Monday, March 4, 2013

Clerical Conclusions & Cosmology (Part 1)

[sorry for the delay in getting this wife just got back into town this last weekend and I've been doing "family time" ever since. Which is a good thing, but has resulted in substantial delays. There will also (probably) be more delays in the coming few days and for similar reasons. Just letting folks know]

In writing up this recent series of posts on clerics…

[hmm…please reference:

-        Clerics: What You Get
-        Undead Turning
-        Armored Spell-Casters

If you haven’t already checked ‘em out]

…in writing these posts, I come back to a blog topic that I’ve been meaning to sit down and write up for awhile now, which is the importance of COSMOLOGY for your RPG.

For those unfamiliar with the term, the American Heritage Dictionary defines cosmology as:

1.     A branch of philosophy dealing with the origin, processes, and structure of the universe.

With regard to a fantasy role-playing game (like Dungeons & Dragons), I break this down into the answers for the following questions:

-        Where do monsters come from?
-        Where does magic come from?
-        Where does the world come from (i.e. the nature of God or the gods)?

And (specific to D&D or similar games):

-        What part of the world’s history provides the adventuring environment, i.e. the dungeon?

For me, these are the questions that need to be answered for the world to make any type of sense. I also find it personally helpful to find a baseline correlation (if possible) with a particular history/time period in our own “real world” in order to get a grasp of the types of technology and politics one will find in a particular game.

Now some folks might be saying, “Hey, man! When I design a fantasy heartbreaker, it is GENERIC…just like D&D! The stuff you're talking about is all ‘setting material,’ and I don’t care about the setting…let the individual DMs fill in those blanks!”

To which I say: if you don’t know how these base building-blocks of your game came to be, you are cruising for a bruising. Or at least, you are opening yourself up to the (very strong) likelihood of criticism and ridicule. At least at the hands of people who have half a brain and care about coherent, sensible (as opposed to nonsensical) game play.

If you can’t tell me how all the monsters of your world came to be and why, nor how and why magic functions the way it does, nor what role the gods (or God) have in the grand design of your game world, then you might as well be playing a board game. “When you pass GO, collect $200 okay? That’s just the rules.”

Don’t be nonsensical.

Or at least, don’t be nonsensical if you want me to buy or play your game. Your purported-to-be role-playing game. It’s hard enough putting myself (mentally) into the shoes of a dwarf or wizard or whatever…don’t hamstring me with a ridiculously lazy attitude like, ‘hey, it’s just all there, folks.’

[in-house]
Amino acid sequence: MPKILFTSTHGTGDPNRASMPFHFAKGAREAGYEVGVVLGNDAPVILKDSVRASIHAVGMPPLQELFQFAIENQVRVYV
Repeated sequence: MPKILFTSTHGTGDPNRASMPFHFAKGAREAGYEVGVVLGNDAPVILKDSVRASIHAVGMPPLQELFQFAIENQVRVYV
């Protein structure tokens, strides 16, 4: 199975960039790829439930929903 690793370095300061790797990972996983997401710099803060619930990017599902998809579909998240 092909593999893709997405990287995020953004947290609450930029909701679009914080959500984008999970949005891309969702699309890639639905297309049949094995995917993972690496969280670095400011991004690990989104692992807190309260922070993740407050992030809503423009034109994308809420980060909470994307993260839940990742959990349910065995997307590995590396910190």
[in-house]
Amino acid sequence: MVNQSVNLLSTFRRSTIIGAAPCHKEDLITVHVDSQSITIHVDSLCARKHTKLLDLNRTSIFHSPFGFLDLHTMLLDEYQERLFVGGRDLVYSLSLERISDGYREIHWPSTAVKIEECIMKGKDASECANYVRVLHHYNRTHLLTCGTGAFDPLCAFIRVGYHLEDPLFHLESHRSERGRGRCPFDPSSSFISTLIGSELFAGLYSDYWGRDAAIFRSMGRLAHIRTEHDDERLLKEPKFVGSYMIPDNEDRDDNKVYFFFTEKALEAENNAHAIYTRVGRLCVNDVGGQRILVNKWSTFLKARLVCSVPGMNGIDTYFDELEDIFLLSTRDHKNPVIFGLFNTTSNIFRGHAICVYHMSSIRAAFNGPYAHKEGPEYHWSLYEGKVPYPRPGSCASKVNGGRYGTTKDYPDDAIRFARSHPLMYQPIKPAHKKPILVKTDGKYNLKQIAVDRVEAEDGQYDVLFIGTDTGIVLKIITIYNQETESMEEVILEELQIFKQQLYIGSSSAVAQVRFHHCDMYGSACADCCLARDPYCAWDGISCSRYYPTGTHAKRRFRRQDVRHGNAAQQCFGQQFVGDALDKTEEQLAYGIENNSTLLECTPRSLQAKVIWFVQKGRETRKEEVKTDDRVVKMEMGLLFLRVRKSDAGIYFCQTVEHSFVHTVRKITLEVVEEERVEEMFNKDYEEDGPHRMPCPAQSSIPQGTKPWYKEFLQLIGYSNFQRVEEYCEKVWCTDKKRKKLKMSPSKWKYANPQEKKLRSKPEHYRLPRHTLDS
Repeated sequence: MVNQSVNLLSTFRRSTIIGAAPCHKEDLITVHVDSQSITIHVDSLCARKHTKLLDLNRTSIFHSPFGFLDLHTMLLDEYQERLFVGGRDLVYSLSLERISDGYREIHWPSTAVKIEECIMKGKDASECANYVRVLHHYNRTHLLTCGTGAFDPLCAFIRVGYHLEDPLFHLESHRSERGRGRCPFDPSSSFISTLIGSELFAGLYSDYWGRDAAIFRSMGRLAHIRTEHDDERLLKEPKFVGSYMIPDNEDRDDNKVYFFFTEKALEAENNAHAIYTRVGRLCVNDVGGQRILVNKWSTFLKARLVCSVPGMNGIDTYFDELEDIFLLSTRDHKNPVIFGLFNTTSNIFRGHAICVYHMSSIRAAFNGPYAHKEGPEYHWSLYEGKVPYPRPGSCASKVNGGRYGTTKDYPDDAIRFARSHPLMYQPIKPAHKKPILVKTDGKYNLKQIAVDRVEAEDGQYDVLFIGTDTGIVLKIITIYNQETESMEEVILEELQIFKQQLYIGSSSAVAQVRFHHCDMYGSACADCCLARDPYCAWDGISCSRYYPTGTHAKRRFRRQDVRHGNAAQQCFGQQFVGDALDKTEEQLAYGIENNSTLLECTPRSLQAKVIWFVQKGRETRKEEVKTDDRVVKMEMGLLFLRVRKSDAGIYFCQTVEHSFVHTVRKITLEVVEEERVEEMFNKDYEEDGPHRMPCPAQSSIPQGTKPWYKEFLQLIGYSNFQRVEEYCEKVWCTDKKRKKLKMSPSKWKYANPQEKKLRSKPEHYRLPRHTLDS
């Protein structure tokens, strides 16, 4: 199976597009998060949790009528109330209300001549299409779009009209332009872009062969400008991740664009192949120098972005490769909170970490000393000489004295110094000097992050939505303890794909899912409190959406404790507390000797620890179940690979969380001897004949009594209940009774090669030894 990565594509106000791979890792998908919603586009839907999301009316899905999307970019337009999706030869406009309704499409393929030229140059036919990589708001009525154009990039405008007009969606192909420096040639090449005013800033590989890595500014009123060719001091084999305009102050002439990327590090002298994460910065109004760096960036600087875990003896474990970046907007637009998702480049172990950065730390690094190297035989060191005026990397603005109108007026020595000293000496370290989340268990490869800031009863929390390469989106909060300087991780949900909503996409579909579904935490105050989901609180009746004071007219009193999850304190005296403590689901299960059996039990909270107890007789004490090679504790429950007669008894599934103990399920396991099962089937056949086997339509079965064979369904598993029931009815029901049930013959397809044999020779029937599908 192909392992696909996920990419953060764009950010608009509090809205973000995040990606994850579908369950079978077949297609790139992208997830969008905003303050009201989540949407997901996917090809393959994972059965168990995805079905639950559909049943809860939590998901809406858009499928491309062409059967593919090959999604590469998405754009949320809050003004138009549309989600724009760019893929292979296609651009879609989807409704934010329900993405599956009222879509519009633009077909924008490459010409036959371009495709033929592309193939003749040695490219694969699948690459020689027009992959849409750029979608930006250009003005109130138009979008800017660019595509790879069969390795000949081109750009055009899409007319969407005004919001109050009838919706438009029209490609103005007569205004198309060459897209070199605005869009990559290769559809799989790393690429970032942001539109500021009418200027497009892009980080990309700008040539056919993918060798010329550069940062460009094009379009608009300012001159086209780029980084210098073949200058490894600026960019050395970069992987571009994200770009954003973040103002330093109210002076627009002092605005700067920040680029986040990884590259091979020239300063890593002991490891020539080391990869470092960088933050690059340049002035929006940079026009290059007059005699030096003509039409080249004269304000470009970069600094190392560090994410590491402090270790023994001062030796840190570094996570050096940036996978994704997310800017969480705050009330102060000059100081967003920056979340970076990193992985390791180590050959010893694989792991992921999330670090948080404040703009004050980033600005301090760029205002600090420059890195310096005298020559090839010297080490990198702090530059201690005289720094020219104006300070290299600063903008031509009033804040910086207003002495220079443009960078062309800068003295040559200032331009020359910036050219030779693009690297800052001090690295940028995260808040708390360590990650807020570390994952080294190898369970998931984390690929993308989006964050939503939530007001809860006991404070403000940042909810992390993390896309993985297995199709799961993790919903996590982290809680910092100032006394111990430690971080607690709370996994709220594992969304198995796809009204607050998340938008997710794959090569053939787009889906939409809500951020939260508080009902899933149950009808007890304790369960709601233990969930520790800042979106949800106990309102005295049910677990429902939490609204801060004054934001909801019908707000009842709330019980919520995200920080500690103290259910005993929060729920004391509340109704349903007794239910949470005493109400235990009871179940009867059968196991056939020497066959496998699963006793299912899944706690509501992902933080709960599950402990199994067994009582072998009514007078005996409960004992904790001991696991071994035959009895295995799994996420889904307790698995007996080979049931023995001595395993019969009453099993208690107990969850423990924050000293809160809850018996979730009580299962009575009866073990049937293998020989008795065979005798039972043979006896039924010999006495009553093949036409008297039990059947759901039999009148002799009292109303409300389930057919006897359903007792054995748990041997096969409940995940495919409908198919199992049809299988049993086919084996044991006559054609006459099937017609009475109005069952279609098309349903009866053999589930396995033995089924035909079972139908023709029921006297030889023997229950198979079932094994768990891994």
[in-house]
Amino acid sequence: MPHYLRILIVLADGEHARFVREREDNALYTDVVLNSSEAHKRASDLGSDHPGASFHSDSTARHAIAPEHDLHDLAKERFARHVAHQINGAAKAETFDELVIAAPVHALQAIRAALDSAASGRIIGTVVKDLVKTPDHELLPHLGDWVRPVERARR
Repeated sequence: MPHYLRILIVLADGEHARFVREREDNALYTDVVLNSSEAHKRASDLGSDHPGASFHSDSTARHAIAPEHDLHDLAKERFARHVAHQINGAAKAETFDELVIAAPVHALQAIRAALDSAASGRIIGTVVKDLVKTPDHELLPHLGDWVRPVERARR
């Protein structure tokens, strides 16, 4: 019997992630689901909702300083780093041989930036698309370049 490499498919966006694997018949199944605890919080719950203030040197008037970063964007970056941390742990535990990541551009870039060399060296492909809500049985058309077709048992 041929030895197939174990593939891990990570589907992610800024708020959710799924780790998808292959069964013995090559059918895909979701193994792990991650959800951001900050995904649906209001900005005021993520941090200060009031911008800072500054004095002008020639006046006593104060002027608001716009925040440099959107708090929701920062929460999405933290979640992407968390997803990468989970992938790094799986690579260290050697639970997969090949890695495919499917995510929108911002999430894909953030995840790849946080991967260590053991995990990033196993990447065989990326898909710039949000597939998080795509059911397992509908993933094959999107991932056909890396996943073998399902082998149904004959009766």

Don’t tell me wizards can’t wear armor unless you can tell me WHY they can’t wear armor. No, game balance is not a reason. I say:

“My wizard is going to wear the plate mail.”

DM: no you can’t do that.

“Why not?”

 Because it’s a rule.

“Screw that, MY CHARACTER CAREFULLY BUCKLES THE ARMOR ONTO HIS OWN BODY; if I have problems, I ask the fighter to show me how…there, I did it…what are you going to do about it?”

Well, you can’t use cast spells now.

“Who cares? I already used my sleep spell for the day. Anyone have an extra mace? A metal spiked club seems like an easy weapon to use…you just swing with it, right?”

You have to give me a reason WHY things are the way they are, because one of the draws of playing an RPG is the ability to act in the role of your character. As if I was a wizard poking around this imaginary world, get it?

Assuming you have an explanation for the sprawling underground labyrinth (of not less than six levels, per the instructions in OD&D)…why are there monsters living down there? What exactly are monsters anyway? If they have intelligence, why aren’t I trying to build alliances and trade routes with them? They can provide me with mined gold, I can bring them fresh rations from the surface world…this sounds like a “win-win” for everyone concerned!

Look, it’s not hard and it’s not rocket science…any half-assed reason or excuse can be come up with to answer these questions of cosmology. But you have to put in the (minimal) time and (minimal) effort to do so. You can’t just say “because.” Or rather, you CAN but then we will mock you for being a knucklehead.

Why don’t magic-users wear armor in Krynn? Because it was forbidden by the gods (oh, yes, the gods are very active in this world…like fighting it out with each other on the material plane and not being content with ruling their heavenly plane but trying to rule the material world as well). What happens if a wizard puts on armor or tries to wield a weapon? Well, then the gods will punish you for your arrogance in some way…maybe strip your “magical gift” or blow you up with a lightning bolt from the clear blue sky. Um, so why can elves (or dual-class humans) use weapons and still learn magic? Um…because the elven ancestors performed a lot of divine fellatio? I don’t know…Krynn doesn’t make that much sense! Hopefully your world will make more.

The point is you have to consider it. You have to think about it. And it’s helpful if you WRITE IT DOWN so that other people who play your game will know what the F is going on, too.

[to be continued]

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